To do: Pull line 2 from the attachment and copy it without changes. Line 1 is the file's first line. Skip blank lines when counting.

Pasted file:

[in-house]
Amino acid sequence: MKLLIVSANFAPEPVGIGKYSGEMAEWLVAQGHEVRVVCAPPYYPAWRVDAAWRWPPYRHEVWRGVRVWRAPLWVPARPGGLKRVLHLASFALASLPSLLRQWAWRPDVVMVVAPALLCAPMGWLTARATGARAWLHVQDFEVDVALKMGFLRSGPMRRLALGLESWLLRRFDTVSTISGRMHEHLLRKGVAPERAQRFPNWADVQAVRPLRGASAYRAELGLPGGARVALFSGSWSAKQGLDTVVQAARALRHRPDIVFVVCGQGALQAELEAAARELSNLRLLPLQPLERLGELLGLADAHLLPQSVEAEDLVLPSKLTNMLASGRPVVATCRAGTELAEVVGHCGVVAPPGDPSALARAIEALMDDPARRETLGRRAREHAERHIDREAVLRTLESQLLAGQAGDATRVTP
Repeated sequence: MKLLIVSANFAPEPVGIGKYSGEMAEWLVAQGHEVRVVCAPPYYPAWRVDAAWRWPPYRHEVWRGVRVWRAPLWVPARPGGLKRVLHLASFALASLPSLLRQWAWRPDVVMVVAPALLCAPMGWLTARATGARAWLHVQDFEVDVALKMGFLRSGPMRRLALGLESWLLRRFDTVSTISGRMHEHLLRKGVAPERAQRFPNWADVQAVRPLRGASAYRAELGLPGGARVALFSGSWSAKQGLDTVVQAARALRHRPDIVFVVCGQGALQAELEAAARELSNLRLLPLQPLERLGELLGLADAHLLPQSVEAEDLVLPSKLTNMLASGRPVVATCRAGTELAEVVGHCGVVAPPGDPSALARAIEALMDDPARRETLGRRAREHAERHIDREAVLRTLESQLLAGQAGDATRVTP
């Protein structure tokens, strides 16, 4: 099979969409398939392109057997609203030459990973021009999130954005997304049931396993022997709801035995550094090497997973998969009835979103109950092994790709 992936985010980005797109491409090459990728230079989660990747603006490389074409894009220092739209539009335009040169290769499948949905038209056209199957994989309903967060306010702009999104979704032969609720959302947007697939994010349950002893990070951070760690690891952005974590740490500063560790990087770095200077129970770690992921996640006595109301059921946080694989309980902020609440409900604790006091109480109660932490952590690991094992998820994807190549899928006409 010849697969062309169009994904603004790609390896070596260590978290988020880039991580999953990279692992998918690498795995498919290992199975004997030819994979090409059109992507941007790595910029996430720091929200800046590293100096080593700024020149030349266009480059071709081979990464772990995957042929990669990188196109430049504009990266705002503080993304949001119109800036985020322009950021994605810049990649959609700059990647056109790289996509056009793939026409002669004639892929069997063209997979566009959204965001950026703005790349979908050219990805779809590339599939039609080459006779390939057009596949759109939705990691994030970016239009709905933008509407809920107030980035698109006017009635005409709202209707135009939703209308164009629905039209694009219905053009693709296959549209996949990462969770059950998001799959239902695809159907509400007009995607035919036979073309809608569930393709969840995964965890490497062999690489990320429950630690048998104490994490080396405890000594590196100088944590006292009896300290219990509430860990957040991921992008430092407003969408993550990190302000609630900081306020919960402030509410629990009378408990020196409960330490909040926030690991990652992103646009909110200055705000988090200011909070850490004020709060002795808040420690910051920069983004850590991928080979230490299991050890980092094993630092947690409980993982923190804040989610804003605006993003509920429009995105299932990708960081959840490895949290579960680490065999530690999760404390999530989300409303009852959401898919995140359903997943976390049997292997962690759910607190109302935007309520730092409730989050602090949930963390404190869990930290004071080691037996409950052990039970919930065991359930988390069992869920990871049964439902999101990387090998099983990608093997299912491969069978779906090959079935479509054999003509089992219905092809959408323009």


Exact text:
Amino acid sequence: MKLLIVSANFAPEPVGIGKYSGEMAEWLVAQGHEVRVVCAPPYYPAWRVDAAWRWPPYRHEVWRGVRVWRAPLWVPARPGGLKRVLHLASFALASLPSLLRQWAWRPDVVMVVAPALLCAPMGWLTARATGARAWLHVQDFEVDVALKMGFLRSGPMRRLALGLESWLLRRFDTVSTISGRMHEHLLRKGVAPERAQRFPNWADVQAVRPLRGASAYRAELGLPGGARVALFSGSWSAKQGLDTVVQAARALRHRPDIVFVVCGQGALQAELEAAARELSNLRLLPLQPLERLGELLGLADAHLLPQSVEAEDLVLPSKLTNMLASGRPVVATCRAGTELAEVVGHCGVVAPPGDPSALARAIEALMDDPARRETLGRRAREHAERHIDREAVLRTLESQLLAGQAGDATRVTP